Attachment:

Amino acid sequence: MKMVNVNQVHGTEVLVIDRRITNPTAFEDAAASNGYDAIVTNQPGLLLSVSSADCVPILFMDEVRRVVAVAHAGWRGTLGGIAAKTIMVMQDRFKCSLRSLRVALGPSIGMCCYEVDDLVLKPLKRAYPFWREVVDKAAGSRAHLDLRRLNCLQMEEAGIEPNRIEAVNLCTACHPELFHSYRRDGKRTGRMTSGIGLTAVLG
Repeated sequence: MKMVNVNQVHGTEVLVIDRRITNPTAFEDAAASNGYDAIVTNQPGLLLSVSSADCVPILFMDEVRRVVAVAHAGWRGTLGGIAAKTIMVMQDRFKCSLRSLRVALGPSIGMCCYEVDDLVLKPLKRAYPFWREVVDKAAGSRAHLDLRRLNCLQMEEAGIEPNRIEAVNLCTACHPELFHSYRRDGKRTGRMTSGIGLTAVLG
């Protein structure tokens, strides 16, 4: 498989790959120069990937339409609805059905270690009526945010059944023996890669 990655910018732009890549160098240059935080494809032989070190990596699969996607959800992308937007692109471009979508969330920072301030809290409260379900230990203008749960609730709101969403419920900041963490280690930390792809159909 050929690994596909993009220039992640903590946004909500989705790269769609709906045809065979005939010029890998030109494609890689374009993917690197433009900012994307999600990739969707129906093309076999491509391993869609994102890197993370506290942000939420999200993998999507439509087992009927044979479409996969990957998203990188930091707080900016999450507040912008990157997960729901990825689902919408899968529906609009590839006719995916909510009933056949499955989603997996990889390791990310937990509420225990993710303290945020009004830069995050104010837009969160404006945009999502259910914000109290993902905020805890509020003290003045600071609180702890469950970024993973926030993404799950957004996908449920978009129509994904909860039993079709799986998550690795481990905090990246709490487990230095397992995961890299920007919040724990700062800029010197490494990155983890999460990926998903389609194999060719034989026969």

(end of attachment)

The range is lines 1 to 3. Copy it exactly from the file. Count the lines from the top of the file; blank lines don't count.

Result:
Amino acid sequence: MKMVNVNQVHGTEVLVIDRRITNPTAFEDAAASNGYDAIVTNQPGLLLSVSSADCVPILFMDEVRRVVAVAHAGWRGTLGGIAAKTIMVMQDRFKCSLRSLRVALGPSIGMCCYEVDDLVLKPLKRAYPFWREVVDKAAGSRAHLDLRRLNCLQMEEAGIEPNRIEAVNLCTACHPELFHSYRRDGKRTGRMTSGIGLTAVLG
Repeated sequence: MKMVNVNQVHGTEVLVIDRRITNPTAFEDAAASNGYDAIVTNQPGLLLSVSSADCVPILFMDEVRRVVAVAHAGWRGTLGGIAAKTIMVMQDRFKCSLRSLRVALGPSIGMCCYEVDDLVLKPLKRAYPFWREVVDKAAGSRAHLDLRRLNCLQMEEAGIEPNRIEAVNLCTACHPELFHSYRRDGKRTGRMTSGIGLTAVLG
């Protein structure tokens, strides 16, 4: 498989790959120069990937339409609805059905270690009526945010059944023996890669 990655910018732009890549160098240059935080494809032989070190990596699969996607959800992308937007692109471009979508969330920072301030809290409260379900230990203008749960609730709101969403419920900041963490280690930390792809159909 050929690994596909993009220039992640903590946004909500989705790269769609709906045809065979005939010029890998030109494609890689374009993917690197433009900012994307999600990739969707129906093309076999491509391993869609994102890197993370506290942000939420999200993998999507439509087992009927044979479409996969990957998203990188930091707080900016999450507040912008990157997960729901990825689902919408899968529906609009590839006719995916909510009933056949499955989603997996990889390791990310937990509420225990993710303290945020009004830069995050104010837009969160404006945009999502259910914000109290993902905020805890509020003290003045600071609180702890469950970024993973926030993404799950957004996908449920978009129509994904909860039993079709799986998550690795481990905090990246709490487990230095397992995961890299920007919040724990700062800029010197490494990155983890999460990926998903389609194999060719034989026969």